Find out if your local mosque or community holds any events for singles (and if they don’t, pitch the idea to them!). This is great for those who want to find love themselves but still keep it halal and in line with their faith.

4) Haram relationships can turn halal

The reality is, young Muslims still enter into “haram” relationships. It’s difficult to resist falling in love, wanting a boyfriend or girlfriend, and experimenting with newfound sexual desires.

But this can cause a lot of conflict for Muslims who worry that they’re living in sin.  Not to mention, for many Muslim families this would be considered dishonorable and shameful behavior.

Yet, love is love, and for some, the risk is worth it.

And the good news is if you’re in a “haram” relationship but you want to make it “halal”, you can by following these steps:

  • Ask for forgiveness (pray) and move closer to your faith
  • Stop any sexual activity with your partner
  • Speak to your families about the prospect of getting married
  • Halal dating might include meeting your partner with a chaperone present or in a group setting rather than alone

Ultimately, marriage is what will turn your relationship “halal”. This will make the relationship more acceptable to family and the wider community too.

But with that in mind, if you’re not sure about spending the rest of your life with your partner, don’t rush into marrying them just because you feel guilty of sinning.

Even if you strive to be the best Muslim you can be, you’re still human and love is innate, complex, but above all, natural.

But that doesn’t mean you have to commit your entire life to someone. Take your time, be sure about your feelings, and do what you feel is right for you.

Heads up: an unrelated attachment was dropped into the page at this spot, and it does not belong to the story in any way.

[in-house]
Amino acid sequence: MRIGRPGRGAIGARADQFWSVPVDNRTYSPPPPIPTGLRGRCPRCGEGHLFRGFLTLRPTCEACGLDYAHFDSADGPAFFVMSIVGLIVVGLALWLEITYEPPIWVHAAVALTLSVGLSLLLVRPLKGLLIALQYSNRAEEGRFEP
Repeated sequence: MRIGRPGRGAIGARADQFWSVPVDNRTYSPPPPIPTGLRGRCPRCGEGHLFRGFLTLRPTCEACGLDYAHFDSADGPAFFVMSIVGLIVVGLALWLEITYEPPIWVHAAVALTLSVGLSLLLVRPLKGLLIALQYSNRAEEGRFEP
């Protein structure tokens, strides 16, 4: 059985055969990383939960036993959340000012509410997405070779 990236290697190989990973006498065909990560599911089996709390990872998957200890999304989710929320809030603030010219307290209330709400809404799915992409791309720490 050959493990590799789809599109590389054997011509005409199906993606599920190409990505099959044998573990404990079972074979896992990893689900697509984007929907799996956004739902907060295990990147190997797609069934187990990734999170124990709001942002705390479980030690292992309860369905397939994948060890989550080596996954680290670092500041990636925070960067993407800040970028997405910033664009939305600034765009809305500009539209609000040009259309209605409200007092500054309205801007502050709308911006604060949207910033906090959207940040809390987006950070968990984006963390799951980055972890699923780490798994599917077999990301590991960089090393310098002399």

5) Arranged marriage vs love marriage

Muslims come from a wide range of cultures all around the world, each with its own customs and traditions regarding marriage. But since casual dating isn’t permissible, finding love isn’t as easy as it is in Western culture.

That’s why for many, arranged marriages are the go-to method. We all know stories of people in past generations who first saw their bride or groom on the day of the wedding, but thankfully now the process has changed (in most cases).

Now, an arranged marriage is more like an introduction. The parents will put the couple in touch, and if they like each other, they can agree to the marriage. If they don’t, that should be the end of it and there should be no pressure to marry.

If there’s any coercion or pressure, this is called a forced marriage, and it’s a sin in Islam (plus illegal in most countries). The prophet (pbuh) makes it clear that women especially have the right to reject marriage.

Knowing your rights in Islam is extremely important to battle what are often cultural practices that are still used in some cases to enforce marriage.

Research your rights on issues like dowry, divorce, forced marriages, the right to education and work. No religion should be followed blindly, and knowing your rights as a woman or man will make your life easier.

On the other hand, some Muslims take the route of a “love marriage”. This is where you choose a partner of your liking, date, fall in love, and then get married.

This might be done with or without the consent of their parents.

There’s a lot of debate over which is best, an arranged marriage or a love marriage, but ultimately it comes down to the couple involved and what they’re happy with.

6) Sex and intimacy before marriage

Okay, time for the gloves to come off – we’re going to talk about sex and what the general rules are in Islam regarding intimacy.

In a review by American Sociological Review on premarital sex in different religions, the results showed that 60% of Muslim participants had engaged in sex before marriage.

And let’s just be honest – sex happens.

It’s naive to imagine that it doesn’t, even in Muslim communities. It’s one of the purest forms of intimacy, it brings couples closer together, and provides satisfaction. The word of the book might make it a clear sin, but it’s one many struggles to resist.

The problem is, in most households and religious settings, sex is still an enormous taboo.

Most young Muslims are simply told to stay well away from the idea of having sex before marriage – something that’s a lot easier said than done!